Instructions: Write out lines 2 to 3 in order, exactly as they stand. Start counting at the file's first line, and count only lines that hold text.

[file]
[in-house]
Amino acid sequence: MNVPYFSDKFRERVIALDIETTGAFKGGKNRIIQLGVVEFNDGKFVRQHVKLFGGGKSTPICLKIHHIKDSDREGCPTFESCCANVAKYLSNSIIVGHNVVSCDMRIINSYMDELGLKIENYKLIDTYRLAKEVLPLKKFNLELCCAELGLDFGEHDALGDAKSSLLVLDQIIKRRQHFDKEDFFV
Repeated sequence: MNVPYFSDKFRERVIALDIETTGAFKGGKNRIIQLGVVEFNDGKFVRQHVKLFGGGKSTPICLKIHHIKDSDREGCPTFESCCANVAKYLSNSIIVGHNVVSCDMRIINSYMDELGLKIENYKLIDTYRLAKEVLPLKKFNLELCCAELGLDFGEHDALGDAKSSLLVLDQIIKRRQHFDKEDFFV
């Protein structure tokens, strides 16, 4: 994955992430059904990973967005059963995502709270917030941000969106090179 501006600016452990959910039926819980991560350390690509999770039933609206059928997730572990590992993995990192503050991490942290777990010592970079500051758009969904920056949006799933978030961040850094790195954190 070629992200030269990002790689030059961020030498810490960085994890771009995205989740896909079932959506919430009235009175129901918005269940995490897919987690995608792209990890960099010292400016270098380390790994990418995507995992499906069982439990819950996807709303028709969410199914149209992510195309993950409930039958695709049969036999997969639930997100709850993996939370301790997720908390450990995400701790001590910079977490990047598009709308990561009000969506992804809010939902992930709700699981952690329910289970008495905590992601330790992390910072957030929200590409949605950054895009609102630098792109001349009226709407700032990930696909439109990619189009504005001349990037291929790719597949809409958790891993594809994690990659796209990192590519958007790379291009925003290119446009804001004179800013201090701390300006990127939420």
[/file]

Amino acid sequence: MNVPYFSDKFRERVIALDIETTGAFKGGKNRIIQLGVVEFNDGKFVRQHVKLFGGGKSTPICLKIHHIKDSDREGCPTFESCCANVAKYLSNSIIVGHNVVSCDMRIINSYMDELGLKIENYKLIDTYRLAKEVLPLKKFNLELCCAELGLDFGEHDALGDAKSSLLVLDQIIKRRQHFDKEDFFV
Repeated sequence: MNVPYFSDKFRERVIALDIETTGAFKGGKNRIIQLGVVEFNDGKFVRQHVKLFGGGKSTPICLKIHHIKDSDREGCPTFESCCANVAKYLSNSIIVGHNVVSCDMRIINSYMDELGLKIENYKLIDTYRLAKEVLPLKKFNLELCCAELGLDFGEHDALGDAKSSLLVLDQIIKRRQHFDKEDFFV